Explains - What is Asset Monitoring? A 2022 Guide

2022-08-14 17:11:35 By : Ms. Spring chan

Asset monitoring is the process of using asset tracking hardware and software to remotely manage movable assets, from laptops to shipping containers, and ensure valuable items remain secure and in good condition. Asset monitoring allows businesses to log the location and status of items, using smart GPS, RFID or barcode technologies, either manually or in real-time, depending on the provider.

In addition to asset location, an asset tracking system might also track an asset's name, type, usage, engine hours, maintenance schedule, or other information, and may send alerts to managers when anything goes amiss.

While the scope of asset tracking is large enough to apply to fixed assets such as warehouses and to smaller assets such as laptops or pagers, this guide takes a deeper look at the most vulnerable class of assets: high value, movable ones that must be monitored remotely. Popular assets in this group include construction and moving equipment, road and railway vehicles, and even portable toilets.

Here, you'll learn more about the benefits to asset monitoring, the hardware and software options available for it, which companies are the best, and how much it all costs. To cut to the chase and compare asset tracking prices now, use our easy 1-minute comparison form.

Asset monitoring, also known as asset management or asset tracking, can have huge benefits for the security of your business. With a high quality asset tracking solution, you can:

Let's look at each of these asset tracking benefits in turn.

Deterring theft is likely the most obvious benefit of keeping all your high-value assets closely monitored. Whether you're simply establishing an internal disincentive for fraud or actively following up for insurance claims, an asset monitoring program will provide all the security you need to rest easy.

Asset monitoring systems can log and display asset information 24/7. One added benefit is that the actions of any employees using the high-value assets can be tracked as well, from their travel times to their engine hours to their geographic location to any unauthorized use. Given the value of your assets, you'll want to ensure your employees treat them well. And since the asset monitoring system runs in the background, you won't need to micro-manage at all.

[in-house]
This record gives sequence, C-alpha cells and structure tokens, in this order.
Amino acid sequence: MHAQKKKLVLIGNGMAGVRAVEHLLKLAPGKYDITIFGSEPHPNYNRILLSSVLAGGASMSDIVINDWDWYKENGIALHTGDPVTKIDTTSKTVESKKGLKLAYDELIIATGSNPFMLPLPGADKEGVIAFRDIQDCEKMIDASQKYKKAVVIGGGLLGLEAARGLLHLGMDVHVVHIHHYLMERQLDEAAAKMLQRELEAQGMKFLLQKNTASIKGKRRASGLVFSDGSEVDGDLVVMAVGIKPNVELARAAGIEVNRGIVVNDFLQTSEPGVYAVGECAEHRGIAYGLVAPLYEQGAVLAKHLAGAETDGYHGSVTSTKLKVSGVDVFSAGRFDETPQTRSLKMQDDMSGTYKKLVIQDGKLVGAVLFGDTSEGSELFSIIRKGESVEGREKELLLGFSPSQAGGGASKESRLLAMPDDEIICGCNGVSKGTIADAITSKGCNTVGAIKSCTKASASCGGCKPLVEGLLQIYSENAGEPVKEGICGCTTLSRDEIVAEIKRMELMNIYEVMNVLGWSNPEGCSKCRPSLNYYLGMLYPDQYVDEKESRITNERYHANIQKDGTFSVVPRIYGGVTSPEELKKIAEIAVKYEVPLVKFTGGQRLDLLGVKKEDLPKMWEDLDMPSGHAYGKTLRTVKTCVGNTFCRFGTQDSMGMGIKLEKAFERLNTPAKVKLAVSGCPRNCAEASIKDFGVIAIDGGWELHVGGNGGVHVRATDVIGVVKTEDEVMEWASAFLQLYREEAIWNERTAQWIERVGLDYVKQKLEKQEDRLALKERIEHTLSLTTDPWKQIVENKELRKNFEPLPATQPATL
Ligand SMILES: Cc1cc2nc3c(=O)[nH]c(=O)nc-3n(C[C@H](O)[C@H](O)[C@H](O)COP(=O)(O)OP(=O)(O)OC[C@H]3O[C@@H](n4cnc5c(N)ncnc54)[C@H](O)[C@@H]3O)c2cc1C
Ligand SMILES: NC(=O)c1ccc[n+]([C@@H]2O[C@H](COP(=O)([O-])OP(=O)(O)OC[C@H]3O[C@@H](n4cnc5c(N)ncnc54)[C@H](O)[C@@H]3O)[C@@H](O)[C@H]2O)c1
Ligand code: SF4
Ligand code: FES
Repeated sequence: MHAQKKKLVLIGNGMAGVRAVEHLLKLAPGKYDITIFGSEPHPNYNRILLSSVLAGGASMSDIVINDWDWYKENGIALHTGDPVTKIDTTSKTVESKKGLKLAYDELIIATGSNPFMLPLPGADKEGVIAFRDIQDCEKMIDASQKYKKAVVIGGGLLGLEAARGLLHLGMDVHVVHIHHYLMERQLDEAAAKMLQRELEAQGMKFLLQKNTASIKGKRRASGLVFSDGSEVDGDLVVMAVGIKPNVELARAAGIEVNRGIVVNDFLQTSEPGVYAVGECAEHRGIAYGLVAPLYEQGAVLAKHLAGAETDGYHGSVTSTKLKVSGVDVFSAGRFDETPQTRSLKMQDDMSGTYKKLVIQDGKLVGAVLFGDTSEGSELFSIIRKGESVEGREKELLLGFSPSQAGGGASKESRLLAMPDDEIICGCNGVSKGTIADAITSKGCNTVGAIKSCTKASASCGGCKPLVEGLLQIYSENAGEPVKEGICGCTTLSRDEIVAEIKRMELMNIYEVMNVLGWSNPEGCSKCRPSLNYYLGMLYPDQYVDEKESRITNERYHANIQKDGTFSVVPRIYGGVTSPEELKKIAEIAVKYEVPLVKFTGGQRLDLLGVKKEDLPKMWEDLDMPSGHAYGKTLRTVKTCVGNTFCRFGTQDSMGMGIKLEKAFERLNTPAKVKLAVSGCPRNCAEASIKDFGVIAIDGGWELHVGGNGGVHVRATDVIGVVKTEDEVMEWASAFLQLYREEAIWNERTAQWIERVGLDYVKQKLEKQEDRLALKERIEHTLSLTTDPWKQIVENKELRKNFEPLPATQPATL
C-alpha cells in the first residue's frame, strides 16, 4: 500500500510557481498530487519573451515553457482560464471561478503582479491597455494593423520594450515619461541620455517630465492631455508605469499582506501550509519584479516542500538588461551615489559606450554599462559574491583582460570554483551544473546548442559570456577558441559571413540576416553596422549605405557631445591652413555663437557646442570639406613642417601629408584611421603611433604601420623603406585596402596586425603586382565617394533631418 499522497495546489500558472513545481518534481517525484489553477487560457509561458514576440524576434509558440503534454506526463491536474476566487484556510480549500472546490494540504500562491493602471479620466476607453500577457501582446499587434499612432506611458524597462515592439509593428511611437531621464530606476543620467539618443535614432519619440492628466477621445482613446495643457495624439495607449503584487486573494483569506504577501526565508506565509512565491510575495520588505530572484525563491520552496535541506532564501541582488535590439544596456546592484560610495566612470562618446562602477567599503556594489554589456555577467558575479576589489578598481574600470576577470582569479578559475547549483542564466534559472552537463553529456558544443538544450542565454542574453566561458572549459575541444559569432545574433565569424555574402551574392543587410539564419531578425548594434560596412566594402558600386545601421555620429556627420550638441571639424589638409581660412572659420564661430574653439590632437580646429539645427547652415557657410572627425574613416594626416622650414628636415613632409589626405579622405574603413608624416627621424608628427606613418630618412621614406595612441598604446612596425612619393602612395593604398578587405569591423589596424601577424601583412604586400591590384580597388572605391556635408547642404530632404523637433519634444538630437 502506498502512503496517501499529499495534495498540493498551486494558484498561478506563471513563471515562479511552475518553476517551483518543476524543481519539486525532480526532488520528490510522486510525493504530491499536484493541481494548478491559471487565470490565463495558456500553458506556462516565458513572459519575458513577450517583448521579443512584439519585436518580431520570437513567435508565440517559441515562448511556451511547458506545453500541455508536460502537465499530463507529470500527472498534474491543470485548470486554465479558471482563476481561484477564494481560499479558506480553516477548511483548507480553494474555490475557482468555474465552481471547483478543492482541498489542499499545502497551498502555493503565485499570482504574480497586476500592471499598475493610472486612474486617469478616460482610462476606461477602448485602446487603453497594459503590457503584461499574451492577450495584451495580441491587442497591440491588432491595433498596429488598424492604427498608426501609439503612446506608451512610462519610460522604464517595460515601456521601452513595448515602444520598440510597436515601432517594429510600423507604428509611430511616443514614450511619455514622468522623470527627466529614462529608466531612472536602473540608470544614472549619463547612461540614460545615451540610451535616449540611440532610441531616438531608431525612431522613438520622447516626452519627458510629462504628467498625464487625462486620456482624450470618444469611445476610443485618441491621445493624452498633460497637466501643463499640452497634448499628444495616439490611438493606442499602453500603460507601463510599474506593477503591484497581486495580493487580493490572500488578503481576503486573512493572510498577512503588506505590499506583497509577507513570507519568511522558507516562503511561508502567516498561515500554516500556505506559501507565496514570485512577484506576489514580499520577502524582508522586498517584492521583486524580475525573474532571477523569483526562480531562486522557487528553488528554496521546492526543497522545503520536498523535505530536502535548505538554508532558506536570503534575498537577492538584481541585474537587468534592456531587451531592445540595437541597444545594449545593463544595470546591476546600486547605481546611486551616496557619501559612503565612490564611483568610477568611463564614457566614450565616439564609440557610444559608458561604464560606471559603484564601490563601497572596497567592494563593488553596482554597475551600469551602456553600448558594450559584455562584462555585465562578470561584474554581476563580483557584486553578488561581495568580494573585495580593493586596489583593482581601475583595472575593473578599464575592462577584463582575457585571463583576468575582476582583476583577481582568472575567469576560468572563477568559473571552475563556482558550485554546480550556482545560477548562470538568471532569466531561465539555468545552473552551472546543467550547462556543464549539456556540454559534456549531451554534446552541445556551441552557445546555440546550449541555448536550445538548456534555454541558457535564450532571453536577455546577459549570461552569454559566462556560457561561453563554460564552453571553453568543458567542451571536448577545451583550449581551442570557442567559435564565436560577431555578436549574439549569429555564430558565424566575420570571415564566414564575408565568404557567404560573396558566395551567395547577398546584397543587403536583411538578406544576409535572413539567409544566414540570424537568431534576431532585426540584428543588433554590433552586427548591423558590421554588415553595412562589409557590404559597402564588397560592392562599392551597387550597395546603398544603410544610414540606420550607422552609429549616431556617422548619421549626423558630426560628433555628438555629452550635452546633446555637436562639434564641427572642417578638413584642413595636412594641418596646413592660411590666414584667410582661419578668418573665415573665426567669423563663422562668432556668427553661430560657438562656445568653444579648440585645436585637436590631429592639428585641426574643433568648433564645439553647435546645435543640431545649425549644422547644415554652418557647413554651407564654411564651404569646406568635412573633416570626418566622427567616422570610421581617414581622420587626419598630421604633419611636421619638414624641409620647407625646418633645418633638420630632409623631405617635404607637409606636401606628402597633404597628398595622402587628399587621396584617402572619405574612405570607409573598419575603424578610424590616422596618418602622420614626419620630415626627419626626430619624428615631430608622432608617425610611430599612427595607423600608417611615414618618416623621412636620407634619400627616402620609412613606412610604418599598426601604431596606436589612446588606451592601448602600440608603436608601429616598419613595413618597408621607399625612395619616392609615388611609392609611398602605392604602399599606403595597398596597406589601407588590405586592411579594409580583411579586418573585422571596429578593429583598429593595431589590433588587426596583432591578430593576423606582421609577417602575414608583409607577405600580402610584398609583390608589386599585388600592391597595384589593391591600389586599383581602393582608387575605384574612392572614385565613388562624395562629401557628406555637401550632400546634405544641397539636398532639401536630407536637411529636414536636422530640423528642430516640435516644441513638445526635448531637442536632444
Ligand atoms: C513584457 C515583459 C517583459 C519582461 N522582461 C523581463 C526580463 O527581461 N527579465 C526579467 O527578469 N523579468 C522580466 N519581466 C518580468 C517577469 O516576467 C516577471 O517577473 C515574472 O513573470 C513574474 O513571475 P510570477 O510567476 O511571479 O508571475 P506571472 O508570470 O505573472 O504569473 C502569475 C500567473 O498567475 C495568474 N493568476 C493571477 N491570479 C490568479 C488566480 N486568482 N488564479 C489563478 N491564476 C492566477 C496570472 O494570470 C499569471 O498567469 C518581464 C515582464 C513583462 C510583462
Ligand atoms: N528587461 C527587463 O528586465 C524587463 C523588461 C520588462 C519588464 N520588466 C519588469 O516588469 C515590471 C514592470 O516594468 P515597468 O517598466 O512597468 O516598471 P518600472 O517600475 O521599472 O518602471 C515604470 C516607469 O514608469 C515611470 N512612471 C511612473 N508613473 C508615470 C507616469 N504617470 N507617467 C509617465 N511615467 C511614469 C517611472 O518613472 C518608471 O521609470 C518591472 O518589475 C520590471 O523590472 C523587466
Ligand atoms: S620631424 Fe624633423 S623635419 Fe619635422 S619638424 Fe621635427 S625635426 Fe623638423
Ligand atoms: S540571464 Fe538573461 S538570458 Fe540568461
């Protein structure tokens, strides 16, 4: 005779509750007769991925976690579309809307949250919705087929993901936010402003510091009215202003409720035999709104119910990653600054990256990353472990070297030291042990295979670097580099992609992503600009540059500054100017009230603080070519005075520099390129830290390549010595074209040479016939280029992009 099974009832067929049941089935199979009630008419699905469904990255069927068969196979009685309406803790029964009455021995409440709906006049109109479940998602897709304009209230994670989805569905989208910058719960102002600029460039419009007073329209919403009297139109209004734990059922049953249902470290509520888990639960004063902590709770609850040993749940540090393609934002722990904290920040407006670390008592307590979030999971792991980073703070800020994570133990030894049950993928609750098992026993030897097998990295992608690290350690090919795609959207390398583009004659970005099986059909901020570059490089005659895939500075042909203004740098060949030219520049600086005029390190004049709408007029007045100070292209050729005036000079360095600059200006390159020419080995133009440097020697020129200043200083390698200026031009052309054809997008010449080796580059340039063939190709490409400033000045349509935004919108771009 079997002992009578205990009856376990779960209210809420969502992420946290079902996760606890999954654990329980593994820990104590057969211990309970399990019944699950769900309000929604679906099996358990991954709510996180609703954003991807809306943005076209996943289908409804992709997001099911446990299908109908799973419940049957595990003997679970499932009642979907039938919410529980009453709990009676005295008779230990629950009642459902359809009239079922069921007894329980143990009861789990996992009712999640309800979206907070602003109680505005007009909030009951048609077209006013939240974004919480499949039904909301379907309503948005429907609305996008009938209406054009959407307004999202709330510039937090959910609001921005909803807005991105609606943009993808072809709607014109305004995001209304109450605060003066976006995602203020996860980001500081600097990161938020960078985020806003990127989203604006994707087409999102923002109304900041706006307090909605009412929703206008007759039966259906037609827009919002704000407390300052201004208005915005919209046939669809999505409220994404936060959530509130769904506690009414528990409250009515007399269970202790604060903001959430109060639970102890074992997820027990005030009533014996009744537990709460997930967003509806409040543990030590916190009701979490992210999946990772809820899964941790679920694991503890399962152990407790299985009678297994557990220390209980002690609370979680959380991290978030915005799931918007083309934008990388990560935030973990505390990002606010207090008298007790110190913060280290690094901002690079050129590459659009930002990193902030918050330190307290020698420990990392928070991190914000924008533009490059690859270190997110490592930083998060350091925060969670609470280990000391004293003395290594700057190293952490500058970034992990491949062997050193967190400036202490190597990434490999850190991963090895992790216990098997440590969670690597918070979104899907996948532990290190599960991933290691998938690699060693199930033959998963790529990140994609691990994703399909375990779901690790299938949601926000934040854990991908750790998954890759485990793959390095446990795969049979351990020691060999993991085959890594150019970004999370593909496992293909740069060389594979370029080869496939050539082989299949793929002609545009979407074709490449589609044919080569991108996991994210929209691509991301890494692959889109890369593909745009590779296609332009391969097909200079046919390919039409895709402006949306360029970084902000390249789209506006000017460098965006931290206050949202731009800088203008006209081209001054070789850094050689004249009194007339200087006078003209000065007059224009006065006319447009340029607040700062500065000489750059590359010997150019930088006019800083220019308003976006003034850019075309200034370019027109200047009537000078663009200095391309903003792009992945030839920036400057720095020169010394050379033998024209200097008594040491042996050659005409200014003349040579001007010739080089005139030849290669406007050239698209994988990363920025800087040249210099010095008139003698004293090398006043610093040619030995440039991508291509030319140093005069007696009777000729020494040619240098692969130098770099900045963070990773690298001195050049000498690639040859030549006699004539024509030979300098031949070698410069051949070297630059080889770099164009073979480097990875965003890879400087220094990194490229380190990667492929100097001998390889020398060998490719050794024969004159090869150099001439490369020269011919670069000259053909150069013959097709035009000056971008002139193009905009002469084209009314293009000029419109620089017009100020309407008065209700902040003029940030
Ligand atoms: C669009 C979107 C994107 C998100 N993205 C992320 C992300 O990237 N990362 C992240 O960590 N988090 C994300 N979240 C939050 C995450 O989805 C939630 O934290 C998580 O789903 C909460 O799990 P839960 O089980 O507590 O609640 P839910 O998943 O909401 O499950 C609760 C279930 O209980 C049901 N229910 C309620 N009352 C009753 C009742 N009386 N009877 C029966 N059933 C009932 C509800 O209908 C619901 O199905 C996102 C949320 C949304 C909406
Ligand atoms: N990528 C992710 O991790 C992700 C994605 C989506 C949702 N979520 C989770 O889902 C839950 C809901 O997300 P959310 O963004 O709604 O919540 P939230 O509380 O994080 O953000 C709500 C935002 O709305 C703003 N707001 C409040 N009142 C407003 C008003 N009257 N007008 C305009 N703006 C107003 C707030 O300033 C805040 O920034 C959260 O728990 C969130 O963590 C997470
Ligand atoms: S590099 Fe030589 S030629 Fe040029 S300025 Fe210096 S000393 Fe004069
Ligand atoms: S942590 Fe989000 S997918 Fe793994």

Assets are passed from employee to employee to service provider constantly, internally and externally, leaving a lot of potential for lost or misplaced assets that can easily result in lost revenue and productivity. An asset monitoring system is the obvious solution.

Once managers have collected enough data on their assets, they'll gain another benefit: The ability to glean insights on the trends revealed by their equipment's travel and use. Are snow plows used more in November? Rent a few to meet demand. Are you seeing unneeded downtime during work hours? Tweak the schedule. Asset tracking data can reveal time-saving measures you never knew you needed.

The best asset monitoring software can be set to track scheduled maintenance either by length of time since the last tune-up, or by metrics like engine use. Email or SMS notifications will then be triggered when it's time for a preventative maintenance job. Manually tracking maintenance takes up time you can't afford, and don't need to.

All data is easier to track when it's locked into a centralized database, particularly one that's updated in real time. After adapting to an high quality asset monitoring program, managers will be not only able to keep an eye on their assets' volume but also on its location at any given moment- all from their desktop dashboard, or even a mobile app.

Assets can be tracked by three main methods.

Another way to categorize these three methods is whether they are active or passive.